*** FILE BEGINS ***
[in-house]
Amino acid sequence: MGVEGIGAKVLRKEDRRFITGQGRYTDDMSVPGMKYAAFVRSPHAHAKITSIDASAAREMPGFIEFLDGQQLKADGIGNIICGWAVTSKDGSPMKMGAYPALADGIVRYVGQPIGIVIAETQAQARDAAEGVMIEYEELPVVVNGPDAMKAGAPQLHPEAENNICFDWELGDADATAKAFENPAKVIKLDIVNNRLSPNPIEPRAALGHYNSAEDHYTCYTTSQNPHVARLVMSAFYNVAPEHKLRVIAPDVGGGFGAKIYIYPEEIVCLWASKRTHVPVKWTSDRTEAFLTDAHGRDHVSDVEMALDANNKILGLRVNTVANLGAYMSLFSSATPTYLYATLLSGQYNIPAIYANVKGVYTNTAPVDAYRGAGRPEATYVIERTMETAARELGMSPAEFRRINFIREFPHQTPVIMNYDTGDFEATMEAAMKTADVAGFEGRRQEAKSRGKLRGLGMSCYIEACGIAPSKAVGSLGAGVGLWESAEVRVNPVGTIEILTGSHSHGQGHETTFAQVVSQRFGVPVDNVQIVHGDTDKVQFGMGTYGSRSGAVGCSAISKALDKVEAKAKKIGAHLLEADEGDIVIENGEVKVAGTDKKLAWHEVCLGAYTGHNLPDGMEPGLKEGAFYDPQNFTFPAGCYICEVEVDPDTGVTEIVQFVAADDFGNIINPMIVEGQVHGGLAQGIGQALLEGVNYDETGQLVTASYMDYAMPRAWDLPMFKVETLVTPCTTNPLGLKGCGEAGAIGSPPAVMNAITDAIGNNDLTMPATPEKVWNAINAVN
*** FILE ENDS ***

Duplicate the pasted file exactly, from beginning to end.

[in-house]
Amino acid sequence: MGVEGIGAKVLRKEDRRFITGQGRYTDDMSVPGMKYAAFVRSPHAHAKITSIDASAAREMPGFIEFLDGQQLKADGIGNIICGWAVTSKDGSPMKMGAYPALADGIVRYVGQPIGIVIAETQAQARDAAEGVMIEYEELPVVVNGPDAMKAGAPQLHPEAENNICFDWELGDADATAKAFENPAKVIKLDIVNNRLSPNPIEPRAALGHYNSAEDHYTCYTTSQNPHVARLVMSAFYNVAPEHKLRVIAPDVGGGFGAKIYIYPEEIVCLWASKRTHVPVKWTSDRTEAFLTDAHGRDHVSDVEMALDANNKILGLRVNTVANLGAYMSLFSSATPTYLYATLLSGQYNIPAIYANVKGVYTNTAPVDAYRGAGRPEATYVIERTMETAARELGMSPAEFRRINFIREFPHQTPVIMNYDTGDFEATMEAAMKTADVAGFEGRRQEAKSRGKLRGLGMSCYIEACGIAPSKAVGSLGAGVGLWESAEVRVNPVGTIEILTGSHSHGQGHETTFAQVVSQRFGVPVDNVQIVHGDTDKVQFGMGTYGSRSGAVGCSAISKALDKVEAKAKKIGAHLLEADEGDIVIENGEVKVAGTDKKLAWHEVCLGAYTGHNLPDGMEPGLKEGAFYDPQNFTFPAGCYICEVEVDPDTGVTEIVQFVAADDFGNIINPMIVEGQVHGGLAQGIGQALLEGVNYDETGQLVTASYMDYAMPRAWDLPMFKVETLVTPCTTNPLGLKGCGEAGAIGSPPAVMNAITDAIGNNDLTMPATPEKVWNAINAVN